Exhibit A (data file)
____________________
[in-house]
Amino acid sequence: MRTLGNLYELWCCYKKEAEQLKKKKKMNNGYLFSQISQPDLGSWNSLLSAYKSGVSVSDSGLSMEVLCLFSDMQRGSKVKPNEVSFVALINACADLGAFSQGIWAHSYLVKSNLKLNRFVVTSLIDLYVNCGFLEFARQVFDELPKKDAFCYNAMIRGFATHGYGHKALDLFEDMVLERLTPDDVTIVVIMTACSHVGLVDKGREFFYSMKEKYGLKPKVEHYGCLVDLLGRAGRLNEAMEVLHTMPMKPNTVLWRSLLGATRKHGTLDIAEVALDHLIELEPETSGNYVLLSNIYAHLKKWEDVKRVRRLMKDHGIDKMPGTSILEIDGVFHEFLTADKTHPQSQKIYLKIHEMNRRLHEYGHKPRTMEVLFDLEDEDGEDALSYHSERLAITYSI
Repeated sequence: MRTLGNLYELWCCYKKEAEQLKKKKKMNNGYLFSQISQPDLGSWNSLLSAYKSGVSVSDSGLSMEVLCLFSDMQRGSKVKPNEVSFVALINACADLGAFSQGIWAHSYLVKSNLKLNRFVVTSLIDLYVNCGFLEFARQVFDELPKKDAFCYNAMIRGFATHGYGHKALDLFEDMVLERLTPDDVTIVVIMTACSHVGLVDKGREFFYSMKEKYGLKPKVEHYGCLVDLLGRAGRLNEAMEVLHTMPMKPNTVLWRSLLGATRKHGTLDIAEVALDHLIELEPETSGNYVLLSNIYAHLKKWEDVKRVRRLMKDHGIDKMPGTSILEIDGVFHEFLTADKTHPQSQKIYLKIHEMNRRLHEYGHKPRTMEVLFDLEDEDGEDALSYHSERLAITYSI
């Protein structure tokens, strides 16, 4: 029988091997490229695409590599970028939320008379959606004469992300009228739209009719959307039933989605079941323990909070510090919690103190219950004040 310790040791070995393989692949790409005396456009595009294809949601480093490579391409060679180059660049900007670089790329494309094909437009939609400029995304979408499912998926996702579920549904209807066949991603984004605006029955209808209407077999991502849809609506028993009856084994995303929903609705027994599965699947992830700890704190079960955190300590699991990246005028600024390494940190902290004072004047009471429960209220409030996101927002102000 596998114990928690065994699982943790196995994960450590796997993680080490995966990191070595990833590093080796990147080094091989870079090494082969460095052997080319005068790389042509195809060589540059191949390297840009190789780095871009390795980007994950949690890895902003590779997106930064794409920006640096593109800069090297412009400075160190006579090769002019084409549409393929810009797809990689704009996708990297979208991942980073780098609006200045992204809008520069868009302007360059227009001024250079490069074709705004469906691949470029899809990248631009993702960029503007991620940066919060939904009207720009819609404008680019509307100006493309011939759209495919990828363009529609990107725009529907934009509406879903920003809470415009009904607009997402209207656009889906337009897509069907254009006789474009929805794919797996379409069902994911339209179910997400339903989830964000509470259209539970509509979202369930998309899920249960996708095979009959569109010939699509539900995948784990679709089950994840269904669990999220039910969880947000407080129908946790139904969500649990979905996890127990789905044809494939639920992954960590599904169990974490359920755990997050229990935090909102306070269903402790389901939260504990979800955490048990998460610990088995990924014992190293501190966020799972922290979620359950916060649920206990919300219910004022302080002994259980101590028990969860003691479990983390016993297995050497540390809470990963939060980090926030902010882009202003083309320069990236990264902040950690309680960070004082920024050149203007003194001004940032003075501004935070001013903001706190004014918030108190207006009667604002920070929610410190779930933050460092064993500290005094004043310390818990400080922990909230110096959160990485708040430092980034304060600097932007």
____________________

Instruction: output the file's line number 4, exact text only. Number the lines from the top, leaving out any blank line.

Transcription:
């Protein structure tokens, strides 16, 4: 029988091997490229695409590599970028939320008379959606004469992300009228739209009719959307039933989605079941323990909070510090919690103190219950004040 310790040791070995393989692949790409005396456009595009294809949601480093490579391409060679180059660049900007670089790329494309094909437009939609400029995304979408499912998926996702579920549904209807066949991603984004605006029955209808209407077999991502849809609506028993009856084994995303929903609705027994599965699947992830700890704190079960955190300590699991990246005028600024390494940190902290004072004047009471429960209220409030996101927002102000 596998114990928690065994699982943790196995994960450590796997993680080490995966990191070595990833590093080796990147080094091989870079090494082969460095052997080319005068790389042509195809060589540059191949390297840009190789780095871009390795980007994950949690890895902003590779997106930064794409920006640096593109800069090297412009400075160190006579090769002019084409549409393929810009797809990689704009996708990297979208991942980073780098609006200045992204809008520069868009302007360059227009001024250079490069074709705004469906691949470029899809990248631009993702960029503007991620940066919060939904009207720009819609404008680019509307100006493309011939759209495919990828363009529609990107725009529907934009509406879903920003809470415009009904607009997402209207656009889906337009897509069907254009006789474009929805794919797996379409069902994911339209179910997400339903989830964000509470259209539970509509979202369930998309899920249960996708095979009959569109010939699509539900995948784990679709089950994840269904669990999220039910969880947000407080129908946790139904969500649990979905996890127990789905044809494939639920992954960590599904169990974490359920755990997050229990935090909102306070269903402790389901939260504990979800955490048990998460610990088995990924014992190293501190966020799972922290979620359950916060649920206990919300219910004022302080002994259980101590028990969860003691479990983390016993297995050497540390809470990963939060980090926030902010882009202003083309320069990236990264902040950690309680960070004082920024050149203007003194001004940032003075501004935070001013903001706190004014918030108190207006009667604002920070929610410190779930933050460092064993500290005094004043310390818990400080922990909230110096959160990485708040430092980034304060600097932007």